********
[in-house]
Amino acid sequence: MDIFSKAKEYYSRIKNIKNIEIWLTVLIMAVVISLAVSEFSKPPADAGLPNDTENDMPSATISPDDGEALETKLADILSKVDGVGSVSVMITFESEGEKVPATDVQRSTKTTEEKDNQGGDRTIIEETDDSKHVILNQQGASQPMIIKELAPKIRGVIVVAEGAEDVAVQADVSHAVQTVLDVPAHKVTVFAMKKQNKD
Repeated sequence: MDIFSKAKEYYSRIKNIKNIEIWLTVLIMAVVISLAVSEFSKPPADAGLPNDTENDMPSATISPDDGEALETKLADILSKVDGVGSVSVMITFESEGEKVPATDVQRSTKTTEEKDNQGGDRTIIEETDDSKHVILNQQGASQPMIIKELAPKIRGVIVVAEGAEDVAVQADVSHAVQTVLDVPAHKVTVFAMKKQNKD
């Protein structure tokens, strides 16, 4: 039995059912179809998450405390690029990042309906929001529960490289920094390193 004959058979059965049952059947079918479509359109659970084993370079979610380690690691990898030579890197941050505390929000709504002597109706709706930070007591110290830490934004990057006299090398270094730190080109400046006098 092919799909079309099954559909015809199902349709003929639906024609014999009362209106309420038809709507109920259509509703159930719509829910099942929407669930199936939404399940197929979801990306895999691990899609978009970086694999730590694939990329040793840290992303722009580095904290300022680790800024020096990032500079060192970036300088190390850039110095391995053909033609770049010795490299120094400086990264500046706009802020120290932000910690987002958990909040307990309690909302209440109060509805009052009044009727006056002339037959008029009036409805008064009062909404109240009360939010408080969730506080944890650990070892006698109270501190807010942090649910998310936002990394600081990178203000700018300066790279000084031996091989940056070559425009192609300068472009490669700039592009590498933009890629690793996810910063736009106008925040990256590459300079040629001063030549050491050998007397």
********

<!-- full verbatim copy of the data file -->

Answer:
[in-house]
Amino acid sequence: MDIFSKAKEYYSRIKNIKNIEIWLTVLIMAVVISLAVSEFSKPPADAGLPNDTENDMPSATISPDDGEALETKLADILSKVDGVGSVSVMITFESEGEKVPATDVQRSTKTTEEKDNQGGDRTIIEETDDSKHVILNQQGASQPMIIKELAPKIRGVIVVAEGAEDVAVQADVSHAVQTVLDVPAHKVTVFAMKKQNKD
Repeated sequence: MDIFSKAKEYYSRIKNIKNIEIWLTVLIMAVVISLAVSEFSKPPADAGLPNDTENDMPSATISPDDGEALETKLADILSKVDGVGSVSVMITFESEGEKVPATDVQRSTKTTEEKDNQGGDRTIIEETDDSKHVILNQQGASQPMIIKELAPKIRGVIVVAEGAEDVAVQADVSHAVQTVLDVPAHKVTVFAMKKQNKD
């Protein structure tokens, strides 16, 4: 039995059912179809998450405390690029990042309906929001529960490289920094390193 004959058979059965049952059947079918479509359109659970084993370079979610380690690691990898030579890197941050505390929000709504002597109706709706930070007591110290830490934004990057006299090398270094730190080109400046006098 092919799909079309099954559909015809199902349709003929639906024609014999009362209106309420038809709507109920259509509703159930719509829910099942929407669930199936939404399940197929979801990306895999691990899609978009970086694999730590694939990329040793840290992303722009580095904290300022680790800024020096990032500079060192970036300088190390850039110095391995053909033609770049010795490299120094400086990264500046706009802020120290932000910690987002958990909040307990309690909302209440109060509805009052009044009727006056002339037959008029009036409805008064009062909404109240009360939010408080969730506080944890650990070892006698109270501190807010942090649910998310936002990394600081990178203000700018300066790279000084031996091989940056070559425009192609300068472009490669700039592009590498933009890629690793996810910063736009106008925040990256590459300079040629001063030549050491050998007397």